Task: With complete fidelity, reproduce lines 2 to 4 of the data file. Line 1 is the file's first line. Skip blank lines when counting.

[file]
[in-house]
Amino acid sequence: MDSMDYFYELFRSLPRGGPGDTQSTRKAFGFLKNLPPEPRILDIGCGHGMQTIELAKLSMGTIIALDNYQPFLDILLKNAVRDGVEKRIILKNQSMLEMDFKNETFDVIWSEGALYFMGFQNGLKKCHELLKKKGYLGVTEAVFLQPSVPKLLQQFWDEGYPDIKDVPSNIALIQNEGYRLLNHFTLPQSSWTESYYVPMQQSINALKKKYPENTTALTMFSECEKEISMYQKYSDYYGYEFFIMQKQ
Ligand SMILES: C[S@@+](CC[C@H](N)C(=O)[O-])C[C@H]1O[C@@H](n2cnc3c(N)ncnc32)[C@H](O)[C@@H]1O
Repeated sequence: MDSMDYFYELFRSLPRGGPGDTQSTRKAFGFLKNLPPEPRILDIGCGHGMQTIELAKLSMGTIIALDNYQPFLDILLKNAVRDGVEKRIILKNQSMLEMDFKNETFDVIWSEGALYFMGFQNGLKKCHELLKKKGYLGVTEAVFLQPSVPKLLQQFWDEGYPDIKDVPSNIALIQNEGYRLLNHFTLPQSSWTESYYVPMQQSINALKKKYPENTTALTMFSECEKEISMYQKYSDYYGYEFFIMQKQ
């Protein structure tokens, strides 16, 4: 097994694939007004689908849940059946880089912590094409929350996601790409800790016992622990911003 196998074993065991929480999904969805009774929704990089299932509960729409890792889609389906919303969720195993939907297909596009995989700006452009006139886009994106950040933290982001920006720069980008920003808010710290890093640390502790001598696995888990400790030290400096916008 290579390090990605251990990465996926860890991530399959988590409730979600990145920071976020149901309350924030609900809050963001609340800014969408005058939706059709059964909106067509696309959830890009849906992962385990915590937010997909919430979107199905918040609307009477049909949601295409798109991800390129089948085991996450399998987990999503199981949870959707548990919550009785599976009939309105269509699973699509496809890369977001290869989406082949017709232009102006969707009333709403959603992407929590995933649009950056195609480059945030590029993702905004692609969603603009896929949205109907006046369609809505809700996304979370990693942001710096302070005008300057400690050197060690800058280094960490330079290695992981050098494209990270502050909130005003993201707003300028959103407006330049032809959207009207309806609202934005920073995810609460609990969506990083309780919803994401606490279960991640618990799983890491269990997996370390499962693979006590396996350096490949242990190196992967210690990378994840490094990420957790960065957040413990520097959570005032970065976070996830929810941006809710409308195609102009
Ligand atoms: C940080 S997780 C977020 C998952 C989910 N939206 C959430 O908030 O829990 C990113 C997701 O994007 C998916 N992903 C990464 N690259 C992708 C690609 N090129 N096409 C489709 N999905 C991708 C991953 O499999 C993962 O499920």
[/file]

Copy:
Amino acid sequence: MDSMDYFYELFRSLPRGGPGDTQSTRKAFGFLKNLPPEPRILDIGCGHGMQTIELAKLSMGTIIALDNYQPFLDILLKNAVRDGVEKRIILKNQSMLEMDFKNETFDVIWSEGALYFMGFQNGLKKCHELLKKKGYLGVTEAVFLQPSVPKLLQQFWDEGYPDIKDVPSNIALIQNEGYRLLNHFTLPQSSWTESYYVPMQQSINALKKKYPENTTALTMFSECEKEISMYQKYSDYYGYEFFIMQKQ
Ligand SMILES: C[S@@+](CC[C@H](N)C(=O)[O-])C[C@H]1O[C@@H](n2cnc3c(N)ncnc32)[C@H](O)[C@@H]1O
Repeated sequence: MDSMDYFYELFRSLPRGGPGDTQSTRKAFGFLKNLPPEPRILDIGCGHGMQTIELAKLSMGTIIALDNYQPFLDILLKNAVRDGVEKRIILKNQSMLEMDFKNETFDVIWSEGALYFMGFQNGLKKCHELLKKKGYLGVTEAVFLQPSVPKLLQQFWDEGYPDIKDVPSNIALIQNEGYRLLNHFTLPQSSWTESYYVPMQQSINALKKKYPENTTALTMFSECEKEISMYQKYSDYYGYEFFIMQKQ